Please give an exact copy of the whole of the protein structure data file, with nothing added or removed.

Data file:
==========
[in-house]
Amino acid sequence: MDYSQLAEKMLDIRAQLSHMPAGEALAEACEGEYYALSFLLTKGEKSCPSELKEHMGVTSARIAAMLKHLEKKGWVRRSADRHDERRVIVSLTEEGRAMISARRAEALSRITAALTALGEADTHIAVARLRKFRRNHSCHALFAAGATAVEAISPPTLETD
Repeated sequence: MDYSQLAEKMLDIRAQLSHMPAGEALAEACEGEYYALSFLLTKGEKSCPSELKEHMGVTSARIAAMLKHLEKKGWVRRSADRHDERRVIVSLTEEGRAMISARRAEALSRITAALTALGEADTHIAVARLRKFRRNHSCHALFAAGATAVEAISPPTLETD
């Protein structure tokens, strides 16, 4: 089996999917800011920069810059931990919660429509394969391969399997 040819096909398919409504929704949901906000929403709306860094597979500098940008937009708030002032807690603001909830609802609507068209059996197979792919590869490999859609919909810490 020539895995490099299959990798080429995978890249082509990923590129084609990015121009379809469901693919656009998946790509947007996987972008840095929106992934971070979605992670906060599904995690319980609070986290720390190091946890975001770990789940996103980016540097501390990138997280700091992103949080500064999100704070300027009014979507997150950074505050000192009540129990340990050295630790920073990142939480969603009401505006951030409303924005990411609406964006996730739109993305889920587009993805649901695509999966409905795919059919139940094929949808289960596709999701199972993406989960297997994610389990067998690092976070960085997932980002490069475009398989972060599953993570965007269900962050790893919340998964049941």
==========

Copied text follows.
[in-house]
Amino acid sequence: MDYSQLAEKMLDIRAQLSHMPAGEALAEACEGEYYALSFLLTKGEKSCPSELKEHMGVTSARIAAMLKHLEKKGWVRRSADRHDERRVIVSLTEEGRAMISARRAEALSRITAALTALGEADTHIAVARLRKFRRNHSCHALFAAGATAVEAISPPTLETD
Repeated sequence: MDYSQLAEKMLDIRAQLSHMPAGEALAEACEGEYYALSFLLTKGEKSCPSELKEHMGVTSARIAAMLKHLEKKGWVRRSADRHDERRVIVSLTEEGRAMISARRAEALSRITAALTALGEADTHIAVARLRKFRRNHSCHALFAAGATAVEAISPPTLETD
């Protein structure tokens, strides 16, 4: 089996999917800011920069810059931990919660429509394969391969399997 040819096909398919409504929704949901906000929403709306860094597979500098940008937009708030002032807690603001909830609802609507068209059996197979792919590869490999859609919909810490 020539895995490099299959990798080429995978890249082509990923590129084609990015121009379809469901693919656009998946790509947007996987972008840095929106992934971070979605992670906060599904995690319980609070986290720390190091946890975001770990789940996103980016540097501390990138997280700091992103949080500064999100704070300027009014979507997150950074505050000192009540129990340990050295630790920073990142939480969603009401505006951030409303924005990411609406964006996730739109993305889920587009993805649901695509999966409905795919059919139940094929949808289960596709999701199972993406989960297997994610389990067998690092976070960085997932980002490069475009398989972060599953993570965007269900962050790893919340998964049941």